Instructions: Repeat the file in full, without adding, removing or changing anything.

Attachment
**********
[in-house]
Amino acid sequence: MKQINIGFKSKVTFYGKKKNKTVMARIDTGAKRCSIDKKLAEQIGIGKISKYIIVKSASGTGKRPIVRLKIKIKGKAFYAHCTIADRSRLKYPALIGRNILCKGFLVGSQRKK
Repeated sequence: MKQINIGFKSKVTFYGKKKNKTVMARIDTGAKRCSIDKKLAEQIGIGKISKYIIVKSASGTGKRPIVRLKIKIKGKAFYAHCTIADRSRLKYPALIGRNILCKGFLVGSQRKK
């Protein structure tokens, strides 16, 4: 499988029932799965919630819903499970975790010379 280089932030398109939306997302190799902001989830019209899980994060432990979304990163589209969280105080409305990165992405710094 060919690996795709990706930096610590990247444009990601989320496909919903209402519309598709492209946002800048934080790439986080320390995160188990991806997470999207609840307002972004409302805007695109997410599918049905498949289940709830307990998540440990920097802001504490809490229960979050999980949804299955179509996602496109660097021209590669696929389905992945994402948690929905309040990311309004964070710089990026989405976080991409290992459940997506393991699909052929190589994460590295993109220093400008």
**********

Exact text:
[in-house]
Amino acid sequence: MKQINIGFKSKVTFYGKKKNKTVMARIDTGAKRCSIDKKLAEQIGIGKISKYIIVKSASGTGKRPIVRLKIKIKGKAFYAHCTIADRSRLKYPALIGRNILCKGFLVGSQRKK
Repeated sequence: MKQINIGFKSKVTFYGKKKNKTVMARIDTGAKRCSIDKKLAEQIGIGKISKYIIVKSASGTGKRPIVRLKIKIKGKAFYAHCTIADRSRLKYPALIGRNILCKGFLVGSQRKK
């Protein structure tokens, strides 16, 4: 499988029932799965919630819903499970975790010379 280089932030398109939306997302190799902001989830019209899980994060432990979304990163589209969280105080409305990165992405710094 060919690996795709990706930096610590990247444009990601989320496909919903209402519309598709492209946002800048934080790439986080320390995160188990991806997470999207609840307002972004409302805007695109997410599918049905498949289940709830307990998540440990920097802001504490809490229960979050999980949804299955179509996602496109660097021209590669696929389905992945994402948690929905309040990311309004964070710089990026989405976080991409290992459940997506393991699909052929190589994460590295993109220093400008």